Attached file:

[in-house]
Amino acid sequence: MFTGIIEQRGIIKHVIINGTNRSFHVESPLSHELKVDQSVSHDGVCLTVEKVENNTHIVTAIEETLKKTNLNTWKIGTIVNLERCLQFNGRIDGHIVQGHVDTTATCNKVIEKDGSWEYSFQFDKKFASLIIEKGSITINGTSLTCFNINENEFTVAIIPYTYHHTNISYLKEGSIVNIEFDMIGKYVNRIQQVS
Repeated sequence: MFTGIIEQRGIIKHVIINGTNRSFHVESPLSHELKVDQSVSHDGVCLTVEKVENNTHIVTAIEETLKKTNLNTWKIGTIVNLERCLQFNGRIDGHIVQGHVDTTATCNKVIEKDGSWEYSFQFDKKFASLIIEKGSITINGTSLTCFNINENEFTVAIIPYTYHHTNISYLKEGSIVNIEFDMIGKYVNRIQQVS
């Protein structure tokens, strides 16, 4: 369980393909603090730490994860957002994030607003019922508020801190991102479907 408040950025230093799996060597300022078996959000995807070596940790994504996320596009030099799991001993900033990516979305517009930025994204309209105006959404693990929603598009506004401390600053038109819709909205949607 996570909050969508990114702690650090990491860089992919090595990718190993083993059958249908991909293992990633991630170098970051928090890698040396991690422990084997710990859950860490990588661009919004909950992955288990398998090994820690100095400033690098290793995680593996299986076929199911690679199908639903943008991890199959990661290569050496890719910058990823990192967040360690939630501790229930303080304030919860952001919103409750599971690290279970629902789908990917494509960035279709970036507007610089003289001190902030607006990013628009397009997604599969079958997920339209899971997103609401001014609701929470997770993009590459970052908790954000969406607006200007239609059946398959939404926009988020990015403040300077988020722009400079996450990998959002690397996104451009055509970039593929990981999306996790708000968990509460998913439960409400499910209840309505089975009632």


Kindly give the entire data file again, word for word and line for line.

[in-house]
Amino acid sequence: MFTGIIEQRGIIKHVIINGTNRSFHVESPLSHELKVDQSVSHDGVCLTVEKVENNTHIVTAIEETLKKTNLNTWKIGTIVNLERCLQFNGRIDGHIVQGHVDTTATCNKVIEKDGSWEYSFQFDKKFASLIIEKGSITINGTSLTCFNINENEFTVAIIPYTYHHTNISYLKEGSIVNIEFDMIGKYVNRIQQVS
Repeated sequence: MFTGIIEQRGIIKHVIINGTNRSFHVESPLSHELKVDQSVSHDGVCLTVEKVENNTHIVTAIEETLKKTNLNTWKIGTIVNLERCLQFNGRIDGHIVQGHVDTTATCNKVIEKDGSWEYSFQFDKKFASLIIEKGSITINGTSLTCFNINENEFTVAIIPYTYHHTNISYLKEGSIVNIEFDMIGKYVNRIQQVS
């Protein structure tokens, strides 16, 4: 369980393909603090730490994860957002994030607003019922508020801190991102479907 408040950025230093799996060597300022078996959000995807070596940790994504996320596009030099799991001993900033990516979305517009930025994204309209105006959404693990929603598009506004401390600053038109819709909205949607 996570909050969508990114702690650090990491860089992919090595990718190993083993059958249908991909293992990633991630170098970051928090890698040396991690422990084997710990859950860490990588661009919004909950992955288990398998090994820690100095400033690098290793995680593996299986076929199911690679199908639903943008991890199959990661290569050496890719910058990823990192967040360690939630501790229930303080304030919860952001919103409750599971690290279970629902789908990917494509960035279709970036507007610089003289001190902030607006990013628009397009997604599969079958997920339209899971997103609401001014609701929470997770993009590459970052908790954000969406607006200007239609059946398959939404926009988020990015403040300077988020722009400079996450990998959002690397996104451009055509970039593929990981999306996790708000968990509460998913439960409400499910209840309505089975009632």